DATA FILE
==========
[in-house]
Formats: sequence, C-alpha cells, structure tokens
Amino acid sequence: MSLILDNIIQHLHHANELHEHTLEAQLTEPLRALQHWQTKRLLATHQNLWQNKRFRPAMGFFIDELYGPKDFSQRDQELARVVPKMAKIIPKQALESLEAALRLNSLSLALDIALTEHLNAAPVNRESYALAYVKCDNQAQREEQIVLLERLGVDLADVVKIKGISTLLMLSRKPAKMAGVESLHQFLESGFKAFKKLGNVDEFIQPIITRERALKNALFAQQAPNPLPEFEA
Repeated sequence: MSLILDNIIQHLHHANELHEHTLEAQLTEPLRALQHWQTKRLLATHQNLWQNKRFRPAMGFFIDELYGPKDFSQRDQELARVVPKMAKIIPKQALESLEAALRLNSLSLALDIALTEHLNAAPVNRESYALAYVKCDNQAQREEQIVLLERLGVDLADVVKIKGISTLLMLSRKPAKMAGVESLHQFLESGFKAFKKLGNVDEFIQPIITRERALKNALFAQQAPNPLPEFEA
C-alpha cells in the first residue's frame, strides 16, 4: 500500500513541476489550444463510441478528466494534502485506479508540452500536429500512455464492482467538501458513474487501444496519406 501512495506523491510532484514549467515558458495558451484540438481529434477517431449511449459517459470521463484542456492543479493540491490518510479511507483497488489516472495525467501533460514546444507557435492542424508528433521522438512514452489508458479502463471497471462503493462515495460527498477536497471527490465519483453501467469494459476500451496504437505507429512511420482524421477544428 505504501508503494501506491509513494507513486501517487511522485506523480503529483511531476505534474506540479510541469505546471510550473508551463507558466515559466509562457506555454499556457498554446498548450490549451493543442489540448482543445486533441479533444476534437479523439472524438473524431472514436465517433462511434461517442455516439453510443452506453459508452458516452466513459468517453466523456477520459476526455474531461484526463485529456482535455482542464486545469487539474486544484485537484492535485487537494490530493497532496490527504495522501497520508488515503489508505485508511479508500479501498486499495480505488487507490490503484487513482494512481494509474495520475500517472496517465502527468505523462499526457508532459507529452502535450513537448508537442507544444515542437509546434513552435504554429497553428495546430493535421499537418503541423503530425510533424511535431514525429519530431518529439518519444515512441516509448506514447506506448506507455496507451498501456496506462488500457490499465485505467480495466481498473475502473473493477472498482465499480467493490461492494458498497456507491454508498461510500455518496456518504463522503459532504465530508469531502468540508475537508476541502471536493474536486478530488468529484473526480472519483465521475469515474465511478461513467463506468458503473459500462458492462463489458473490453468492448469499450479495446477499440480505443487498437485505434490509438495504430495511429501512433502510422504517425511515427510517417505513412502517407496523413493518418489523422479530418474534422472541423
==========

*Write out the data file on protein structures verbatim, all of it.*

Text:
[in-house]
Formats: sequence, C-alpha cells, structure tokens
Amino acid sequence: MSLILDNIIQHLHHANELHEHTLEAQLTEPLRALQHWQTKRLLATHQNLWQNKRFRPAMGFFIDELYGPKDFSQRDQELARVVPKMAKIIPKQALESLEAALRLNSLSLALDIALTEHLNAAPVNRESYALAYVKCDNQAQREEQIVLLERLGVDLADVVKIKGISTLLMLSRKPAKMAGVESLHQFLESGFKAFKKLGNVDEFIQPIITRERALKNALFAQQAPNPLPEFEA
Repeated sequence: MSLILDNIIQHLHHANELHEHTLEAQLTEPLRALQHWQTKRLLATHQNLWQNKRFRPAMGFFIDELYGPKDFSQRDQELARVVPKMAKIIPKQALESLEAALRLNSLSLALDIALTEHLNAAPVNRESYALAYVKCDNQAQREEQIVLLERLGVDLADVVKIKGISTLLMLSRKPAKMAGVESLHQFLESGFKAFKKLGNVDEFIQPIITRERALKNALFAQQAPNPLPEFEA
C-alpha cells in the first residue's frame, strides 16, 4: 500500500513541476489550444463510441478528466494534502485506479508540452500536429500512455464492482467538501458513474487501444496519406 501512495506523491510532484514549467515558458495558451484540438481529434477517431449511449459517459470521463484542456492543479493540491490518510479511507483497488489516472495525467501533460514546444507557435492542424508528433521522438512514452489508458479502463471497471462503493462515495460527498477536497471527490465519483453501467469494459476500451496504437505507429512511420482524421477544428 505504501508503494501506491509513494507513486501517487511522485506523480503529483511531476505534474506540479510541469505546471510550473508551463507558466515559466509562457506555454499556457498554446498548450490549451493543442489540448482543445486533441479533444476534437479523439472524438473524431472514436465517433462511434461517442455516439453510443452506453459508452458516452466513459468517453466523456477520459476526455474531461484526463485529456482535455482542464486545469487539474486544484485537484492535485487537494490530493497532496490527504495522501497520508488515503489508505485508511479508500479501498486499495480505488487507490490503484487513482494512481494509474495520475500517472496517465502527468505523462499526457508532459507529452502535450513537448508537442507544444515542437509546434513552435504554429497553428495546430493535421499537418503541423503530425510533424511535431514525429519530431518529439518519444515512441516509448506514447506506448506507455496507451498501456496506462488500457490499465485505467480495466481498473475502473473493477472498482465499480467493490461492494458498497456507491454508498461510500455518496456518504463522503459532504465530508469531502468540508475537508476541502471536493474536486478530488468529484473526480472519483465521475469515474465511478461513467463506468458503473459500462458492462463489458473490453468492448469499450479495446477499440480505443487498437485505434490509438495504430495511429501512433502510422504517425511515427510517417505513412502517407496523413493518418489523422479530418474534422472541423